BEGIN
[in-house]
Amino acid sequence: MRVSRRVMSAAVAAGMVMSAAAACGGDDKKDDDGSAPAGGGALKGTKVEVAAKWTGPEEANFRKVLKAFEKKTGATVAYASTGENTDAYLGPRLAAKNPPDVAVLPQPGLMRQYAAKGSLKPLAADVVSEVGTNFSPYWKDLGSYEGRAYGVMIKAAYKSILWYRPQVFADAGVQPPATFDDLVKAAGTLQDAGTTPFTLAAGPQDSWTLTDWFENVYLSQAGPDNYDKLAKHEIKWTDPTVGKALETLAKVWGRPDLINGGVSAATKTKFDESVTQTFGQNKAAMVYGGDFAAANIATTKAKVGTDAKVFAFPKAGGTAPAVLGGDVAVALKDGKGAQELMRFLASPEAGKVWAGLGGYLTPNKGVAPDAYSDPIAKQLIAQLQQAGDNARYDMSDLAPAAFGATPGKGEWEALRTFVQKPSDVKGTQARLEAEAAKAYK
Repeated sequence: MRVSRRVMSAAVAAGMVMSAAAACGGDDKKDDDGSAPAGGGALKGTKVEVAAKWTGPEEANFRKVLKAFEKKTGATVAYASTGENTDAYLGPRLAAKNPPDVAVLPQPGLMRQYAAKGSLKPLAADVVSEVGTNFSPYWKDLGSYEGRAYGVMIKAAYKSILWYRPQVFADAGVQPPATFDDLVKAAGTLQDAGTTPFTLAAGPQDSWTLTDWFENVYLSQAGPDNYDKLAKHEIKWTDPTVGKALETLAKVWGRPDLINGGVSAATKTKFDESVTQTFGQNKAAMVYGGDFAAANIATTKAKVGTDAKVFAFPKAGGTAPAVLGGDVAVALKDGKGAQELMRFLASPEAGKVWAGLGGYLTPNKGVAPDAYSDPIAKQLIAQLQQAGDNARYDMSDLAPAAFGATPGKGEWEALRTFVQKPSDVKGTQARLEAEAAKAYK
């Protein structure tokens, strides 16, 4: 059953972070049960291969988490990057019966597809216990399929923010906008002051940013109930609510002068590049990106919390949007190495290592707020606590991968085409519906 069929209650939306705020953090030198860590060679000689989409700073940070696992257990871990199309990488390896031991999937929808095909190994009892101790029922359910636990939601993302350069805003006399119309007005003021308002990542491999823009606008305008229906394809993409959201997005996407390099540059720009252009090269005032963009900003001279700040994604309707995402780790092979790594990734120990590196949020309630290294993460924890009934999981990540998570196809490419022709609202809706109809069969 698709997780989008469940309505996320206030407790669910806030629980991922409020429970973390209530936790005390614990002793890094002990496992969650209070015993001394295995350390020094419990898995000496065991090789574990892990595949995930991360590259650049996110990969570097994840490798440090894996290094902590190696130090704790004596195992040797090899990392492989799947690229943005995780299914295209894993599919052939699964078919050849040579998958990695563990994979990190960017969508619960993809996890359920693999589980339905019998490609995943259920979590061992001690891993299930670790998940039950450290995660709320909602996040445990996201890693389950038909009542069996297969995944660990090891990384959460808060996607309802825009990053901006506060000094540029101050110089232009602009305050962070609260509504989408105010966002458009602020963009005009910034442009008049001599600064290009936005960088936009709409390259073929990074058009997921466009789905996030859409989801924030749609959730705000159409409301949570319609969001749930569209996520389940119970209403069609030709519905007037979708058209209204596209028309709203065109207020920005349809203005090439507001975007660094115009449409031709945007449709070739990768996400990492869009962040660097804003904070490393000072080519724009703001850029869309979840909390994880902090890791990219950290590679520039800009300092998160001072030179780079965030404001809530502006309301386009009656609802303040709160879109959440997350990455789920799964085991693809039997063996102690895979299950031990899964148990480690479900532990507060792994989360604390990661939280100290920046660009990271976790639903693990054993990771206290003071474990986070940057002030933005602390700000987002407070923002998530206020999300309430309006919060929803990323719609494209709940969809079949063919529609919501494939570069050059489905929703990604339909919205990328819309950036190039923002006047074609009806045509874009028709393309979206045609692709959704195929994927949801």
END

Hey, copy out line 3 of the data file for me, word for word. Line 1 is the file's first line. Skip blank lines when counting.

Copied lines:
Repeated sequence: MRVSRRVMSAAVAAGMVMSAAAACGGDDKKDDDGSAPAGGGALKGTKVEVAAKWTGPEEANFRKVLKAFEKKTGATVAYASTGENTDAYLGPRLAAKNPPDVAVLPQPGLMRQYAAKGSLKPLAADVVSEVGTNFSPYWKDLGSYEGRAYGVMIKAAYKSILWYRPQVFADAGVQPPATFDDLVKAAGTLQDAGTTPFTLAAGPQDSWTLTDWFENVYLSQAGPDNYDKLAKHEIKWTDPTVGKALETLAKVWGRPDLINGGVSAATKTKFDESVTQTFGQNKAAMVYGGDFAAANIATTKAKVGTDAKVFAFPKAGGTAPAVLGGDVAVALKDGKGAQELMRFLASPEAGKVWAGLGGYLTPNKGVAPDAYSDPIAKQLIAQLQQAGDNARYDMSDLAPAAFGATPGKGEWEALRTFVQKPSDVKGTQARLEAEAAKAYK